Fork-tailed flower bees (Anthophora furcata) in the garden

In my garden, I have placed several logs given to me by a forester. Some of these logs are old and soft. Introducing dead wood into your garden is good for  wildlife as many invertebrates and amphibians find shelter underneath logs.

A species of solitary bee that nest in rotten wood is the fork-tailed flower bee, Anthophora furcata. It is a long-tongued species with a tongue of about 12mm.

With its long tongue, it can reach nectar which is hidden deep within the flower. Such flowers are for example hedge woundwort, Stachys sylvatica and black horehound, Ballota nigra.

Stachys sylvatica

Ballot nigra, a long-flowering native wild flower.

It is a fast flying species so it needs a lot of energy. The flowers mentioned above have high nectar rewards (unlike for example ox-eye daisies). Another plant they like is wood sage, Teucrium scorodonia.

Below a female collecting pollen from wood sage and you can see her pollen basket.

In my garden, all three plants are present and in good numbers. Bees love their plants in bulk so not the odd plant here and there but loads of the same species in one spot. This makes foraging efficient and bees have to be economical when collecting food as flying costs a lot of energy.

Fork-tailed flower bees are a rather scarce species so I am quite happy to see them year after year. It also proves that if you create the right conditions, the bees may come and perhaps even nest in your garden. Learn what the bees need and if you provide that, they may come and stay.

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Wild mignonette and weld – magnets for pollinators

For years I have been growing wild mignonette, Reseda lutea, in my garden. It is sometimes  biennial but in my garden mostly perennial. Its close relative Weld, Reseda luteola, is a biennial plant. In order to keep some in the garden, you have to keep some open space so that they can self seed.

They were once used as a dye, especially weld. The plant contains luteolin and was used to paint wool but one needed a load of this plant so when artificial colours became available, the plant was no longer used that much. 


They both produce pollen and nectar. They are very popular with all sorts of insects as the flowers are not deep so the nectar can be reached also by those bees that have shorter tongues.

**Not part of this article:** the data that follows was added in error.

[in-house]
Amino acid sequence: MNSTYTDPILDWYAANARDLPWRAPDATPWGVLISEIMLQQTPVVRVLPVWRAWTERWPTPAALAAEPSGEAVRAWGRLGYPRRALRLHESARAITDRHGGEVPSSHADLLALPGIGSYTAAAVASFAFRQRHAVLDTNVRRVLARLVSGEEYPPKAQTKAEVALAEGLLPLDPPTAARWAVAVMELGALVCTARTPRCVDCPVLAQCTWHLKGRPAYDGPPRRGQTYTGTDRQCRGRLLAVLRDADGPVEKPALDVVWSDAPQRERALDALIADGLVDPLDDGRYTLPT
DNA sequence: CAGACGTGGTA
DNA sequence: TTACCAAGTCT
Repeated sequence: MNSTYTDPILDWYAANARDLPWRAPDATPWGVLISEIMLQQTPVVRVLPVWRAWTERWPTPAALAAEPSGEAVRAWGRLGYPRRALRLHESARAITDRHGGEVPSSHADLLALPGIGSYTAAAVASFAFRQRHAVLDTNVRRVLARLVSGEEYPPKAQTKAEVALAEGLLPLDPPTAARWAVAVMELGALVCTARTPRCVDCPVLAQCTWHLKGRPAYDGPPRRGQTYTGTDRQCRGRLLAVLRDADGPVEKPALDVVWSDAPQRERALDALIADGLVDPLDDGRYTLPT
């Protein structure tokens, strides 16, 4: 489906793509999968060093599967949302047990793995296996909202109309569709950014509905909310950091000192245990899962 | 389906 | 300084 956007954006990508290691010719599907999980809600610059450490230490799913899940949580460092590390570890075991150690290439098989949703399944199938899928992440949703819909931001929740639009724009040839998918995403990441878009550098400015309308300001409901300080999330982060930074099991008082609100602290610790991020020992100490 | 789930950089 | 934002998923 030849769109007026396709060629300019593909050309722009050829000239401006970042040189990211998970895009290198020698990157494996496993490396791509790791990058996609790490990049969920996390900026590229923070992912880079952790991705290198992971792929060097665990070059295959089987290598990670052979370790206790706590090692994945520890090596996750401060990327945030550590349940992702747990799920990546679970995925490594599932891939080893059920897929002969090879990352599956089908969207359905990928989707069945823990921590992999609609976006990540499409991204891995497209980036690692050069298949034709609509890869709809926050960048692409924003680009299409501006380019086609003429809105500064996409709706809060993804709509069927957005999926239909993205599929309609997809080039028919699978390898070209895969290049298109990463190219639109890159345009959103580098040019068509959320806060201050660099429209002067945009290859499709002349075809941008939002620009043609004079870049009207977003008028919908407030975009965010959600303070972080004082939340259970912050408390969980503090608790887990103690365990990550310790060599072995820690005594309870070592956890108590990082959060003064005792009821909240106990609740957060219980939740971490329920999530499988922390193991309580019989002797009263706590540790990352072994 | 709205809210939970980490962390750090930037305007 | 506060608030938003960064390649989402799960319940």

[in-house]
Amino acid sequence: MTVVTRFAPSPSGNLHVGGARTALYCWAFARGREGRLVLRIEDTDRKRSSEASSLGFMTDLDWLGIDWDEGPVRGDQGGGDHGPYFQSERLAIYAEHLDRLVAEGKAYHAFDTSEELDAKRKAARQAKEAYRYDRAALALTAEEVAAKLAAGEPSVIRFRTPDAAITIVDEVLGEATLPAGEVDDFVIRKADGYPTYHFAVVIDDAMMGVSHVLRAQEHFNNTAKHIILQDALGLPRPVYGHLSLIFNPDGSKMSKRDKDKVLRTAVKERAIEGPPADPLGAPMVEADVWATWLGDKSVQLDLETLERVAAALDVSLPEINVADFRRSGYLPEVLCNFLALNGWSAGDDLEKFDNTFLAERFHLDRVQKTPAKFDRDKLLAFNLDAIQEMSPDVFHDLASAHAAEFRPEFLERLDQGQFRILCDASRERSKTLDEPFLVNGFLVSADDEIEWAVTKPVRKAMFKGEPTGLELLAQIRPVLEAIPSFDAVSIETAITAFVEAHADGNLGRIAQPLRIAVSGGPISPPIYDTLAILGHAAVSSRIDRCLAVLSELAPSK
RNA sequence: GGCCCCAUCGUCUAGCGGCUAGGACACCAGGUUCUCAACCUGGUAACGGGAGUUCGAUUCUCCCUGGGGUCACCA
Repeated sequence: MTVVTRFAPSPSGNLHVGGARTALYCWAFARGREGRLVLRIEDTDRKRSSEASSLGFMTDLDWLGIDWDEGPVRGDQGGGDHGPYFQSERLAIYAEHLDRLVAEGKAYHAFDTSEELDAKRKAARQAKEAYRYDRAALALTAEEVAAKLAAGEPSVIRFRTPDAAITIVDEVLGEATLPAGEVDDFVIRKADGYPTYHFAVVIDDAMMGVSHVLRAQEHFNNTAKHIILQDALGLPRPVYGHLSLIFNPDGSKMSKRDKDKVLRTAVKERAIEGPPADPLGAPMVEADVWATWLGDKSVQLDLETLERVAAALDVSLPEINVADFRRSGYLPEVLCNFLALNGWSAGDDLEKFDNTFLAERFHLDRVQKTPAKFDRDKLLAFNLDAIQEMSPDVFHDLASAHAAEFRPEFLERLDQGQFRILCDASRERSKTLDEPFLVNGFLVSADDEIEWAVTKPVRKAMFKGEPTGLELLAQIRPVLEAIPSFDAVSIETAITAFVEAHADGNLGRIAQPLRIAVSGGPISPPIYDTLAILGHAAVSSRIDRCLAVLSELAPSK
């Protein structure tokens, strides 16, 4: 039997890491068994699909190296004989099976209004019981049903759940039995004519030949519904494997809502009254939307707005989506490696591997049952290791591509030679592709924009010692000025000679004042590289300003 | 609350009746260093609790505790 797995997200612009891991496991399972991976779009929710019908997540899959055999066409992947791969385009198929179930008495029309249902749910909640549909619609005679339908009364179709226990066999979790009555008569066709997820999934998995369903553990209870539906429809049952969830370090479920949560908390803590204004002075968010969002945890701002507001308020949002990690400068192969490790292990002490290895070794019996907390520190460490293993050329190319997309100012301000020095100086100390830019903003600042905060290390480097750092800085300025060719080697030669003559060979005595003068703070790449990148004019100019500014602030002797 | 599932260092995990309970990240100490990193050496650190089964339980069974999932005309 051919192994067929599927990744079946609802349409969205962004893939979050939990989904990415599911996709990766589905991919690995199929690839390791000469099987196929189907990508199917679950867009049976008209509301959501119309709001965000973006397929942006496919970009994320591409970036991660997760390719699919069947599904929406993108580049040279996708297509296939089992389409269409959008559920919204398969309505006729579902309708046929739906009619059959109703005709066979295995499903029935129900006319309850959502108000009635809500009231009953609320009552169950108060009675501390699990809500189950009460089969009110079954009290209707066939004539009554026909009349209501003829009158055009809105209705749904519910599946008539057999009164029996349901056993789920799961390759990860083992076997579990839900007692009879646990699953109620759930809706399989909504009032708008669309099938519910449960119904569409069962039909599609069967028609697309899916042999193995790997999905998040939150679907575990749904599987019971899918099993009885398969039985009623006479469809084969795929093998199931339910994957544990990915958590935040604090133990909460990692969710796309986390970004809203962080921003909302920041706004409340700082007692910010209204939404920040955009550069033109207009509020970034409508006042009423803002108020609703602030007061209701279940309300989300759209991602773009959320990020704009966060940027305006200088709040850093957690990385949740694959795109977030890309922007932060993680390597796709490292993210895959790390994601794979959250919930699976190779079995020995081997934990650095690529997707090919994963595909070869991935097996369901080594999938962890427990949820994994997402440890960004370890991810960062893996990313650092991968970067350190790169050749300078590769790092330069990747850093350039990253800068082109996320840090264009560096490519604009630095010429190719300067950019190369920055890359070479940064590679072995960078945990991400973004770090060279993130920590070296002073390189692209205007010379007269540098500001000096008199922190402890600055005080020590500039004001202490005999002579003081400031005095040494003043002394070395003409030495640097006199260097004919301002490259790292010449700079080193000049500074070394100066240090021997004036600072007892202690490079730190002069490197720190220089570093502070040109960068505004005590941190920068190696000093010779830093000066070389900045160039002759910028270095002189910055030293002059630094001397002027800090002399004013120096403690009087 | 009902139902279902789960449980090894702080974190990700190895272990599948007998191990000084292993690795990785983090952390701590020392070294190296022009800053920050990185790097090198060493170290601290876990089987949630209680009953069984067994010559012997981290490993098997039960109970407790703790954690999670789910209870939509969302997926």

They prefer sunny and dry conditions.

In my garden, lots of solitary bees visit this plant, especially those that are part of the Hylaeus family. In this case, it is most likely Hylaeus communis or hyalinatus. Often with bees, it is impossible to ID the species without assessing it under a microscope. Hylaeus bees are also referred to as yellow-faced bees and from the picture you can see why. They are small and the males have more yellow / white on their face compared to the females.

Beekeepers love both Reseda species as they are excellent for honey bees, and have been giving the highest category 5/5 when it comes to value for honeybees.

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No pesticides needed in my garden to tackle “pests”

After the cold April month with a predominantly Northern wind, I welcomed the warmer weather in May. We also had some much needed rain. Our weather is quite inconsistent these days with highs and lows. The cold spell has resulted in a high number of aphids.

Plants did not grow well and one may be tempted to spray against aphids but in my garden, I never use any chemicals whatsoever. Now, a few weeks later, most of the aphids are gone since their natural predators such as ladybirds have appeared and consumed the aphids. If you have enough diversity in your garden, there will be natural predators to deal with pests. Please bear in mind that aphids themselves are on the menu for so many species.

Harmonia axyridis is an invasive species from Asia and in my garden the most common ladybird i am afraid.

Another so-called pest in the garden is the spindle ermine, Yponomeuta cagnagella. Their only foodplant is the spindle, or Euonymus europaeus.  The moths are eaten by birds, spiders and bats. The caterpillars can envelop the plant in webbing and it looks unsighty. Ichneumonids or ichneumon wasps and birds feed on the larvae.

Again, no need to use pesticides and let nature do what it knows best. Fascinating to me is how a tiny moth was able to locate its foodplant among the thousands of shrubs in gardens. Amazing, isn’t it for such a small creature.

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Native shrubs and trees

A lot has been said about why we should grow native trees and shrubs. However, a wildlife garden with non-native plants can be wonderful for wildlife; we all love lavender and the butterfly bush is popular with all sorts of butterflies.

As foodplants however, native plants really have some benefits. The common hawthorn, Crataegus monogyna can be a host plant for over 300 organisms. The flowers provide pollen and nectar for pollinators and the fruits, haws, are important for birds in autumn and winter.

Below one of 5 young hawthorns.

Other trees and shrubs which I have planted are the blackthorns (beware of the suckers!) which is also very spiny and offering food to many moth caterpillars as well as a nesting

place for birds.

Wild privet, when allowed to flower, is attractive to many bumblebees, butterflies and leafcutter bees.

The pricky barberry, Berberis vulgaris offer protection from cats and the flowers offer food to solitary bees and bumblebees.


Honeysuckle, Lonicera periclymenum, is a beautiful native climber. The scent of its flowers is overwhelming. The Garden bumblebee loves the flowers and so do hawk moths. 

The fly honeysuckle,  Lonicera xylosteum is native to a small part of the Netherlands and also popular with bumblebees.


Field rose, Rosa arvensis offer pollen to all sorts of insects. The leaves are very popular with leafcutter bees that use the leaves for their nests.